8. The Franchise MBA: Mastering the 4 Essential Steps to Owning a Franchise
Nick Neonakis, Sagar Rambhia, and Aditya Rengaswamy
The authors of this book have been part of some of the world’s largest franchise opportunities. They put their expertise together to help MBA students find the best franchise opportunity and launch it successfully. They bring case studies from their own work to the book to show practical applications of the rules they share.
9. The Corner Office: Indispensable and Unexpected Lessons from CEOs on How to Lead and Succeed
In this book, Adam Bryant publishes interviews from many of the CEOs he talked to as part of his “Corner Office” column in the New York Times. The insights from some of the best leaders in business are invaluable to up-and-coming managers and MBA students. Now, instead of having to dig into back issues of the newspaper, students can find the advice compiled in one location.
10. How to Win Friends and Influence People
Even though it was published over 80 years ago, How to Win Friends and Influence People remains a top-selling book in the business world for good reason. This is one of the best business books for MBA students because it contains vital, relevant information that is necessary to help people build strong relationships with others. It explores how to find success by communicating better with people and using communication to make positive first impressions. Positive first impressions translate into better influence over people. If you want to find success in business, you need to read this book and reference it regularly.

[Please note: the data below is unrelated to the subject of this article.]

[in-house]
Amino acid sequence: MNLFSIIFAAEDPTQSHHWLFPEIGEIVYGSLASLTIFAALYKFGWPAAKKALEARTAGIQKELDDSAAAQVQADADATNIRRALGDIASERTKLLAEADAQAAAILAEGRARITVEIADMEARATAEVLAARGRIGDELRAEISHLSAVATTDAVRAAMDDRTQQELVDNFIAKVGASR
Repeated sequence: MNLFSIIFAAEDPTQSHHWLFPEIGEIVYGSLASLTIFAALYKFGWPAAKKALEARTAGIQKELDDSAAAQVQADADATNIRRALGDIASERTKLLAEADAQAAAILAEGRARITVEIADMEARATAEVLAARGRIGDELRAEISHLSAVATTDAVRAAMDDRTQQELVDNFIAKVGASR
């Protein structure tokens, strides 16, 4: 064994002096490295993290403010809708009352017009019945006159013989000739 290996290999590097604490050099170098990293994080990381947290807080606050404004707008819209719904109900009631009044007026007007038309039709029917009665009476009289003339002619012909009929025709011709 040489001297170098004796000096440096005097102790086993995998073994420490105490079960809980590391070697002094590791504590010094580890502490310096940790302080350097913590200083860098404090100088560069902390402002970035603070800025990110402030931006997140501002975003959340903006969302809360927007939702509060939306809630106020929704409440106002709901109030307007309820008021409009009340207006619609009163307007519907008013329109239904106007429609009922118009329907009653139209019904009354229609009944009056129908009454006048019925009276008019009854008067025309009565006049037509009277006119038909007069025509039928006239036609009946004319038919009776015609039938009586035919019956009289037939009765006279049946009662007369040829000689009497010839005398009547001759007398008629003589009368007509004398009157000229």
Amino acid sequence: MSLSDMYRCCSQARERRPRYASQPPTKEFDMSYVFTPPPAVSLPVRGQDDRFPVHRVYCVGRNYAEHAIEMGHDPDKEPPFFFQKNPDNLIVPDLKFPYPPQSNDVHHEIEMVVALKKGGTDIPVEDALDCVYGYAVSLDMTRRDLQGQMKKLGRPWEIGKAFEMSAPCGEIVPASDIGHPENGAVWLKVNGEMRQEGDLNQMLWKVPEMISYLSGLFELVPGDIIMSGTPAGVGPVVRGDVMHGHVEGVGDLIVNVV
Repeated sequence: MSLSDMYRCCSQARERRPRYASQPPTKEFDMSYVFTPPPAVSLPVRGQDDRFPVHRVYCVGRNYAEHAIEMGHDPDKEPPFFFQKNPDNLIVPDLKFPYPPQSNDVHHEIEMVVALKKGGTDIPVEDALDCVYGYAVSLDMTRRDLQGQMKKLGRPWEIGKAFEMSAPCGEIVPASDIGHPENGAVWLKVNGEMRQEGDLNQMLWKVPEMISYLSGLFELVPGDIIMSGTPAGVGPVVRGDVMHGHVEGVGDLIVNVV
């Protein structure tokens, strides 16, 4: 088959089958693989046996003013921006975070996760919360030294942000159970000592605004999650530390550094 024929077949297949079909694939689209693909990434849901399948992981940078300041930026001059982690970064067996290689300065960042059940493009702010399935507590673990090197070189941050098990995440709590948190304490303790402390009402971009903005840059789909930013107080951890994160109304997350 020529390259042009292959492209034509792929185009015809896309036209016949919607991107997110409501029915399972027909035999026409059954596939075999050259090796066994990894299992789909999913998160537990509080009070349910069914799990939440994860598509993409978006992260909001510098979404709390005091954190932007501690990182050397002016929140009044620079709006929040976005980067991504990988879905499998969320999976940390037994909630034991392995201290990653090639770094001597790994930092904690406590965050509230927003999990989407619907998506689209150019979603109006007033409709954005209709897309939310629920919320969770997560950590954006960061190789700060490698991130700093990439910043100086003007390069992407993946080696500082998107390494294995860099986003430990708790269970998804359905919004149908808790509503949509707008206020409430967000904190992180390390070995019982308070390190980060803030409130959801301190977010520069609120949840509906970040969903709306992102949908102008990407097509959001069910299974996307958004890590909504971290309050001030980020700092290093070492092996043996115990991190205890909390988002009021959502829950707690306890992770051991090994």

Achieving an MBA can open wide many doors in the business world. When those doors open for you, you’ll want to have these books close at hand. Their insights make them the best books for MBA students and management professionals alike. If you’re looking for a high-quality, part-time or full-time flexible MBA program that offers the benefit of either in-class or online learning, the University of Tennessee at Chattanooga has a number of options. Learn more about our Online MBA program or Flexible MBA program and talk to an admissions counselor about starting your degree today.